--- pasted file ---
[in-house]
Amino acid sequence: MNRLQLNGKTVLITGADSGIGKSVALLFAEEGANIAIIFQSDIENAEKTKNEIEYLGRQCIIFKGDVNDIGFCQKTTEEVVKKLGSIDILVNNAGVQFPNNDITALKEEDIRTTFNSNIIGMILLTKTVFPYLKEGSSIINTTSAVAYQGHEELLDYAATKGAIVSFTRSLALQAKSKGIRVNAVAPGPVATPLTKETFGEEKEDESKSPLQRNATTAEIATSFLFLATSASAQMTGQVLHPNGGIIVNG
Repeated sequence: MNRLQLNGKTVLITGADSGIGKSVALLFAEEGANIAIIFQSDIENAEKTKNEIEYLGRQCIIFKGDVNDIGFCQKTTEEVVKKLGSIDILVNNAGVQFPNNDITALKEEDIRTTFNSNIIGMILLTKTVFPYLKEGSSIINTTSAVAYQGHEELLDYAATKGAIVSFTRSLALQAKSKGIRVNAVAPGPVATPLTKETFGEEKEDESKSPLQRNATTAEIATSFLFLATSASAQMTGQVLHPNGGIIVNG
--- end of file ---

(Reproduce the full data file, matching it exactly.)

[in-house]
Amino acid sequence: MNRLQLNGKTVLITGADSGIGKSVALLFAEEGANIAIIFQSDIENAEKTKNEIEYLGRQCIIFKGDVNDIGFCQKTTEEVVKKLGSIDILVNNAGVQFPNNDITALKEEDIRTTFNSNIIGMILLTKTVFPYLKEGSSIINTTSAVAYQGHEELLDYAATKGAIVSFTRSLALQAKSKGIRVNAVAPGPVATPLTKETFGEEKEDESKSPLQRNATTAEIATSFLFLATSASAQMTGQVLHPNGGIIVNG
Repeated sequence: MNRLQLNGKTVLITGADSGIGKSVALLFAEEGANIAIIFQSDIENAEKTKNEIEYLGRQCIIFKGDVNDIGFCQKTTEEVVKKLGSIDILVNNAGVQFPNNDITALKEEDIRTTFNSNIIGMILLTKTVFPYLKEGSSIINTTSAVAYQGHEELLDYAATKGAIVSFTRSLALQAKSKGIRVNAVAPGPVATPLTKETFGEEKEDESKSPLQRNATTAEIATSFLFLATSASAQMTGQVLHPNGGIIVNG